Charting the changing relationship between nations and individuals over time is an important part of identifying key turning points as well as highlighting essential continuities. A relationship web is an accessible and visually engaging way of doing so.

Case study: the causes of World War One

Understanding the complexity of international relations, and the development of the alliance system, is central to a study of the origins of World War One. To do this, provide students with a detailed timeline of key events focusing on essential turning points in the relationships between the major powers of Europe. To the right of each event is a simple summary of the six main countries under consideration: (B)ritain, (R)ussia, (F)rance, (G)ermany, (I)taly and (A)ustria-Hungary. For example, the first event might look like this:

The students then use dotted black lines to represent friendships (“ententes”); solid black lines to represent firm military agreements (“alliances”); dotted red lines to represent tension; solid red lines to represent clear enmity. The first event in the timeline looks like this: how would you convert each into a diagram in the manner described?


1871: The Franco-Prussian War

The new state of Germany defeated France and took Alsace-Lorraine from her. France was isolated in Europe as the only Republic among the major powers. The royal families of Germany, Britain and Russia were linked by marriage.



Students should then move on to the next event in the timeline and consider what needs to be adjusted in the new diagram to take account of what has changed. This is an important point: the new diagram should represent an evolution of the previous one, and not merely the particular event described in the new timeline entry.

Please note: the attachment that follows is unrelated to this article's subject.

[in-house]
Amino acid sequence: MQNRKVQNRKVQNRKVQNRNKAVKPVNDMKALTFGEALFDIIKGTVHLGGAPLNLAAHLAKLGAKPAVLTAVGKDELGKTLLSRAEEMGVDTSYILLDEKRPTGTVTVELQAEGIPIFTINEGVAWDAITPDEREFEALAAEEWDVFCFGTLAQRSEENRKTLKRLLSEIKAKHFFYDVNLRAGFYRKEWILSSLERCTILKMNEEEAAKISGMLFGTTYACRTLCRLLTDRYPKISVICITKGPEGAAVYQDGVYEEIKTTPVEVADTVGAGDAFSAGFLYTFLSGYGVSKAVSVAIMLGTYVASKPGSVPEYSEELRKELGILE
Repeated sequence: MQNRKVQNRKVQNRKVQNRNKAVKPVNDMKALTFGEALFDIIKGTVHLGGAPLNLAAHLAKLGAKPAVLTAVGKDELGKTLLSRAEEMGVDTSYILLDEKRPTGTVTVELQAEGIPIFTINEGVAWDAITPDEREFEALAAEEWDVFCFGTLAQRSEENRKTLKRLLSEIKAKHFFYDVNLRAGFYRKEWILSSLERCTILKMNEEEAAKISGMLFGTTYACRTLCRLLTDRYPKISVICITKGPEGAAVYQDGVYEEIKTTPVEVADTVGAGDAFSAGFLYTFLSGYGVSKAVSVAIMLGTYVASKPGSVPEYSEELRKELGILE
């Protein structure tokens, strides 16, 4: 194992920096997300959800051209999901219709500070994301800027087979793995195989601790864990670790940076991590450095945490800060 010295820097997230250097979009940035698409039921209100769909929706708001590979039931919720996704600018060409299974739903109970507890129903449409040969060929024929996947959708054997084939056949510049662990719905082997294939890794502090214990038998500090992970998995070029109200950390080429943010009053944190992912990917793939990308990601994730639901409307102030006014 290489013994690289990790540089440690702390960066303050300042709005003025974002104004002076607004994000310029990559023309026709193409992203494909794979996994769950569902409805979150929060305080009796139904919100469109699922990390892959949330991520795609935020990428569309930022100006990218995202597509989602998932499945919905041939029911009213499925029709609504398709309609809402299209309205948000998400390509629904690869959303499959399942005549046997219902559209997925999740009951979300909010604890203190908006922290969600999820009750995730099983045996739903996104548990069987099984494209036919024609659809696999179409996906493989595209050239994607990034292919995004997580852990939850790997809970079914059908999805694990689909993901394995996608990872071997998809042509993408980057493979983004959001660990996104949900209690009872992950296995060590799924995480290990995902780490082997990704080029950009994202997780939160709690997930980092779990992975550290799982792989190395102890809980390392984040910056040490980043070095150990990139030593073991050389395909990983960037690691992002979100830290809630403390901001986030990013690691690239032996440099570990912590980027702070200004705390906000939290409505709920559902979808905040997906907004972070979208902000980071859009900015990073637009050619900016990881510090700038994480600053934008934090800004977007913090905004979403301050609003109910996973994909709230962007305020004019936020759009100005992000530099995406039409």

1873: The Dreikaiserbund

Germany, Russia and Austria joined together in a “Dreikaiserbund” to limit the influence of France. Britain preferred to remain aloof in what she called “splendid isolation”.


This process continues for the remaining events, thereby showing the changing pattern of friendships and enmities in the diagram to the right of each part of the story. At the end of the process, students can be invited to consider the most important turning points in the story and who or what was most responsible for Germany’s feeling of ‘encirclement’ by 1914.

Taking it further

Students could take their completed work and convert it into a map-based version, which would highlight still more clearly Germany’s anxiety about ‘encirclement’ by 1914. Some students might even want to convert their work into an animation.

The relationship web approach can be used to chart changing relationships between countries in any tumultous period of history: from sixteenth-century Reformation Europe to international relations between the two world wars. However, it can also be used in different contexts – for example topics dealing with the rise and decline of Empires, or the development of the European integration movement.

The method can also be used to chart relationships between individuals as well as countries. To develop the case study provided here, students could look at how the run-up and events of the First World War created tensions within the British government (between figures like Grey, Asquith, Lloyd George and Churchill). Similarly, factions in the Tudor court, power struggles within Nazi Germany and the machinations of Stalin during his rise to power could be powerfully illustrated through the approach.


Russel Tarr, The Causes of World War One – ActiveHistory (Available at: https://www.activehistory.co.uk/Miscellaneous/menus/world_war_one/The_Great_War_Causes.php, Last accessed 6th September 2017)